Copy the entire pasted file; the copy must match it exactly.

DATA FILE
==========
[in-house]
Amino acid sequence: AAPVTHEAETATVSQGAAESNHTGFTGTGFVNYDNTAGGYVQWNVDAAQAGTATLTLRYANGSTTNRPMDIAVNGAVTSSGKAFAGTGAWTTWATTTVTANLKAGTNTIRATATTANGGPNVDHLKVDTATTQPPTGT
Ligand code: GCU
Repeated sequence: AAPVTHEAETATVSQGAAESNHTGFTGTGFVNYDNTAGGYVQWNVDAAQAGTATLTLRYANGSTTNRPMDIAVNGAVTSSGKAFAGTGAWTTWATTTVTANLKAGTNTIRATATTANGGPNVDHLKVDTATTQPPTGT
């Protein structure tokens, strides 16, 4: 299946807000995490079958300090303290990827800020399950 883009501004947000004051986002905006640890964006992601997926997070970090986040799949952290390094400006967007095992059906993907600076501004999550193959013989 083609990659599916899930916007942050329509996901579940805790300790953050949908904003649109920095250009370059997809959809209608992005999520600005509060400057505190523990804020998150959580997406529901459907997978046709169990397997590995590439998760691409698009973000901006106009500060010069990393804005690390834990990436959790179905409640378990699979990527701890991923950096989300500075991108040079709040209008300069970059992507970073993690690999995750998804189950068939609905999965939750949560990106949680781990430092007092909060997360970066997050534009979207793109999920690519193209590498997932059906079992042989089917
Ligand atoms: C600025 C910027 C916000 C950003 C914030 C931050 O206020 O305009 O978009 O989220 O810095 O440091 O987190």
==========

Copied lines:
[in-house]
Amino acid sequence: AAPVTHEAETATVSQGAAESNHTGFTGTGFVNYDNTAGGYVQWNVDAAQAGTATLTLRYANGSTTNRPMDIAVNGAVTSSGKAFAGTGAWTTWATTTVTANLKAGTNTIRATATTANGGPNVDHLKVDTATTQPPTGT
Ligand code: GCU
Repeated sequence: AAPVTHEAETATVSQGAAESNHTGFTGTGFVNYDNTAGGYVQWNVDAAQAGTATLTLRYANGSTTNRPMDIAVNGAVTSSGKAFAGTGAWTTWATTTVTANLKAGTNTIRATATTANGGPNVDHLKVDTATTQPPTGT
């Protein structure tokens, strides 16, 4: 299946807000995490079958300090303290990827800020399950 883009501004947000004051986002905006640890964006992601997926997070970090986040799949952290390094400006967007095992059906993907600076501004999550193959013989 083609990659599916899930916007942050329509996901579940805790300790953050949908904003649109920095250009370059997809959809209608992005999520600005509060400057505190523990804020998150959580997406529901459907997978046709169990397997590995590439998760691409698009973000901006106009500060010069990393804005690390834990990436959790179905409640378990699979990527701890991923950096989300500075991108040079709040209008300069970059992507970073993690690999995750998804189950068939609905999965939750949560990106949680781990430092007092909060997360970066997050534009979207793109999920690519193209590498997932059906079992042989089917
Ligand atoms: C600025 C910027 C916000 C950003 C914030 C931050 O206020 O305009 O978009 O989220 O810095 O440091 O987190």